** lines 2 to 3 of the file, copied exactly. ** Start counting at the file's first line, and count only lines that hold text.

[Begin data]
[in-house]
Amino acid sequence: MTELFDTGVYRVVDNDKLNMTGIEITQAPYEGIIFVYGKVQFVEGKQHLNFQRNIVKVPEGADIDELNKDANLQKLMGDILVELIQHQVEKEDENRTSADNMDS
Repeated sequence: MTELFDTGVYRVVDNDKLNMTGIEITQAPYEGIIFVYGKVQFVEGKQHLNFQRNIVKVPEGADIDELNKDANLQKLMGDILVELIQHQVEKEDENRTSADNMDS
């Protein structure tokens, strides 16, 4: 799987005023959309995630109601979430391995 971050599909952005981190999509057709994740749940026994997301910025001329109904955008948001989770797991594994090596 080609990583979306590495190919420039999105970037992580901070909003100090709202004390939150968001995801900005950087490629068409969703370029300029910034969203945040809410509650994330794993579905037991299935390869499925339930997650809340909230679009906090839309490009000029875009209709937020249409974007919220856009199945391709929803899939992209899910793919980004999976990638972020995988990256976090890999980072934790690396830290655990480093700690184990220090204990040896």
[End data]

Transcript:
Amino acid sequence: MTELFDTGVYRVVDNDKLNMTGIEITQAPYEGIIFVYGKVQFVEGKQHLNFQRNIVKVPEGADIDELNKDANLQKLMGDILVELIQHQVEKEDENRTSADNMDS
Repeated sequence: MTELFDTGVYRVVDNDKLNMTGIEITQAPYEGIIFVYGKVQFVEGKQHLNFQRNIVKVPEGADIDELNKDANLQKLMGDILVELIQHQVEKEDENRTSADNMDS